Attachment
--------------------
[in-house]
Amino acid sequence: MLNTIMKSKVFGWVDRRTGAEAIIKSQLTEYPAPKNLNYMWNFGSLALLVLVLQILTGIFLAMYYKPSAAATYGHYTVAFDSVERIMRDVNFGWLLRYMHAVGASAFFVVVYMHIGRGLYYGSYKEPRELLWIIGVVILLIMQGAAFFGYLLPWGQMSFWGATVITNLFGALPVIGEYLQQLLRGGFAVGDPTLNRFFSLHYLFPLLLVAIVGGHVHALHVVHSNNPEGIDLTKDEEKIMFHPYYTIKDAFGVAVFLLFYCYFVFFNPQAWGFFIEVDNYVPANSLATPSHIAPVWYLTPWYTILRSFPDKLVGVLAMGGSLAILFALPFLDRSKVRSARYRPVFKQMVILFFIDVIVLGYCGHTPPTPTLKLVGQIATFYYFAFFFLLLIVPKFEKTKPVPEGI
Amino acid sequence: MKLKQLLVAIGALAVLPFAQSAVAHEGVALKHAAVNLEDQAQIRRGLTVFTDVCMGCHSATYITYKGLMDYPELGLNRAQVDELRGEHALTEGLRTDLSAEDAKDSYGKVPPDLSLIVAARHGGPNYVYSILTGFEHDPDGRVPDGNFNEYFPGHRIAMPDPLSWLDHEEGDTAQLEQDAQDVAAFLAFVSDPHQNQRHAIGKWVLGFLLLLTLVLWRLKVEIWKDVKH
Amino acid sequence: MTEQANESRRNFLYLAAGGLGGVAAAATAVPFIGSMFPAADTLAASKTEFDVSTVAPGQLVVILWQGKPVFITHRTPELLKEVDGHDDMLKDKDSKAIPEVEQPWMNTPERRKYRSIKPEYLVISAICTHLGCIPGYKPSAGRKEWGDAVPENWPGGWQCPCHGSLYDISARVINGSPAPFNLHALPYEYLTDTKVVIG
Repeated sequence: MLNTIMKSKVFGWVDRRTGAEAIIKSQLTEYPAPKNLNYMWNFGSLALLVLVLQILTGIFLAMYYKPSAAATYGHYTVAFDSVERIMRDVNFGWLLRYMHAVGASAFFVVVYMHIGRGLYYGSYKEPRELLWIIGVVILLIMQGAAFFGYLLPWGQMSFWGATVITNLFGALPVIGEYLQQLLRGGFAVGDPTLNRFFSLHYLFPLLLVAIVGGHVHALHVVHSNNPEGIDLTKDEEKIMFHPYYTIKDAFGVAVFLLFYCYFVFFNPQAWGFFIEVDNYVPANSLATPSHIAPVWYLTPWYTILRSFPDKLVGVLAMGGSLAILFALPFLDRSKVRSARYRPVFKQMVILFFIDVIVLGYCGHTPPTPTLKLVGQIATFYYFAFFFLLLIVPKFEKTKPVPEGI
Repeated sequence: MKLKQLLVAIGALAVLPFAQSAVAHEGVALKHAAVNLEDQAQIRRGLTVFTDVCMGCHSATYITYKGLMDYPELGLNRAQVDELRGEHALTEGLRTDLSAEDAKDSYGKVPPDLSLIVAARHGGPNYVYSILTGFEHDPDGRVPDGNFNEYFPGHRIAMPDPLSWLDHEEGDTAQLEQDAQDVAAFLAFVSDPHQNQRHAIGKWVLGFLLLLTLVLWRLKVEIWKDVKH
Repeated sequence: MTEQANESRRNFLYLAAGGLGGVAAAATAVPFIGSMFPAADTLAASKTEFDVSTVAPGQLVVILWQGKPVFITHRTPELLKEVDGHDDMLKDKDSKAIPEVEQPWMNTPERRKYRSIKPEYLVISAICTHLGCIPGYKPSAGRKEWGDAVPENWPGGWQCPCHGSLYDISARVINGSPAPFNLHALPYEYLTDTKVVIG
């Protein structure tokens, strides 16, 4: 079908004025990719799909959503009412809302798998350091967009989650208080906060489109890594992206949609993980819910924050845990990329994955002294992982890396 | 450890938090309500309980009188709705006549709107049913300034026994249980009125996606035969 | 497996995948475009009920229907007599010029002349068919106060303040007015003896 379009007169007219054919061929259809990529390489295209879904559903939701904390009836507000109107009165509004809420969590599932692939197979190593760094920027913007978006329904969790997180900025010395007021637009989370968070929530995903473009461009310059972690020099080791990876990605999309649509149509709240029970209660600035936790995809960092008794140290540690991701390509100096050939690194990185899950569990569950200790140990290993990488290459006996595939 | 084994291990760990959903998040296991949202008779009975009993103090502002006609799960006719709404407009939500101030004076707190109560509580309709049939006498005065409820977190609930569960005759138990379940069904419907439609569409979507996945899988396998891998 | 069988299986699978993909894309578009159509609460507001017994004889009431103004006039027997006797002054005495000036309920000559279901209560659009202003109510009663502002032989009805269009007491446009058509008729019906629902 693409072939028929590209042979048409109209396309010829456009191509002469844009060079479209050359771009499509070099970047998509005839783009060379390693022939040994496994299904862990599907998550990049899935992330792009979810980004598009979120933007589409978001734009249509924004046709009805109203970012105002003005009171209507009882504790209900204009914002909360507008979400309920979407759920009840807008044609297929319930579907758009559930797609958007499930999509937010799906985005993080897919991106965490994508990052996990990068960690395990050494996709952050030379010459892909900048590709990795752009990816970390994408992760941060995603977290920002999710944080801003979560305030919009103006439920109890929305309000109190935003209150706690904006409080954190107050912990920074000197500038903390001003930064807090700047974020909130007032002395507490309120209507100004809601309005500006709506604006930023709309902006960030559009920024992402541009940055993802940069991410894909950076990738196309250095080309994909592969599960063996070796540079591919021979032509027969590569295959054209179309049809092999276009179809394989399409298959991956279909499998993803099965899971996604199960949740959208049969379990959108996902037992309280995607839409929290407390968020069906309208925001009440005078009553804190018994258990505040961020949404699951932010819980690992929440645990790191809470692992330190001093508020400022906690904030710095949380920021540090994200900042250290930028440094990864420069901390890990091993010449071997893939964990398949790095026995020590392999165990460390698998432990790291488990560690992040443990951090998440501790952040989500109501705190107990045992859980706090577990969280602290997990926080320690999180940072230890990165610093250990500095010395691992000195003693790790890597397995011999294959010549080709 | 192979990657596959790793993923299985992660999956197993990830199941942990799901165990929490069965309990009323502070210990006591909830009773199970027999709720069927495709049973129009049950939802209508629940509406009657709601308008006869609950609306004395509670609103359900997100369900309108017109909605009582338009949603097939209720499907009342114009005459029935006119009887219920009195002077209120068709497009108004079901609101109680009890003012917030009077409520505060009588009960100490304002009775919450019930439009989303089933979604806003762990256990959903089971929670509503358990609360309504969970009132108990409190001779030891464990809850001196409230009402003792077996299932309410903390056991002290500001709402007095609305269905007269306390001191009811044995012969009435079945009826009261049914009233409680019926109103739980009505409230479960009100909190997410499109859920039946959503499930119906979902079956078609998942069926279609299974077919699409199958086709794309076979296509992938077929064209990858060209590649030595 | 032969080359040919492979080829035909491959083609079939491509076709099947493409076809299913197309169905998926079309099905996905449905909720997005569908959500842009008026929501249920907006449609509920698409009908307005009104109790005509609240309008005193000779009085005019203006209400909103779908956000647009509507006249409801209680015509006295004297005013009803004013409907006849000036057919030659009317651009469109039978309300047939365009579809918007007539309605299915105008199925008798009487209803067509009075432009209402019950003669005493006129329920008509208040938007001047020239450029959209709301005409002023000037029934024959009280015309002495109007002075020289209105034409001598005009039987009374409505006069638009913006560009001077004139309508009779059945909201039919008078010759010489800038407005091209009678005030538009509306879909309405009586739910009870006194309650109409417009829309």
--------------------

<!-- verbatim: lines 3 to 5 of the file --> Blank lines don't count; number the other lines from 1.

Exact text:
Amino acid sequence: MKLKQLLVAIGALAVLPFAQSAVAHEGVALKHAAVNLEDQAQIRRGLTVFTDVCMGCHSATYITYKGLMDYPELGLNRAQVDELRGEHALTEGLRTDLSAEDAKDSYGKVPPDLSLIVAARHGGPNYVYSILTGFEHDPDGRVPDGNFNEYFPGHRIAMPDPLSWLDHEEGDTAQLEQDAQDVAAFLAFVSDPHQNQRHAIGKWVLGFLLLLTLVLWRLKVEIWKDVKH
Amino acid sequence: MTEQANESRRNFLYLAAGGLGGVAAAATAVPFIGSMFPAADTLAASKTEFDVSTVAPGQLVVILWQGKPVFITHRTPELLKEVDGHDDMLKDKDSKAIPEVEQPWMNTPERRKYRSIKPEYLVISAICTHLGCIPGYKPSAGRKEWGDAVPENWPGGWQCPCHGSLYDISARVINGSPAPFNLHALPYEYLTDTKVVIG
Repeated sequence: MLNTIMKSKVFGWVDRRTGAEAIIKSQLTEYPAPKNLNYMWNFGSLALLVLVLQILTGIFLAMYYKPSAAATYGHYTVAFDSVERIMRDVNFGWLLRYMHAVGASAFFVVVYMHIGRGLYYGSYKEPRELLWIIGVVILLIMQGAAFFGYLLPWGQMSFWGATVITNLFGALPVIGEYLQQLLRGGFAVGDPTLNRFFSLHYLFPLLLVAIVGGHVHALHVVHSNNPEGIDLTKDEEKIMFHPYYTIKDAFGVAVFLLFYCYFVFFNPQAWGFFIEVDNYVPANSLATPSHIAPVWYLTPWYTILRSFPDKLVGVLAMGGSLAILFALPFLDRSKVRSARYRPVFKQMVILFFIDVIVLGYCGHTPPTPTLKLVGQIATFYYFAFFFLLLIVPKFEKTKPVPEGI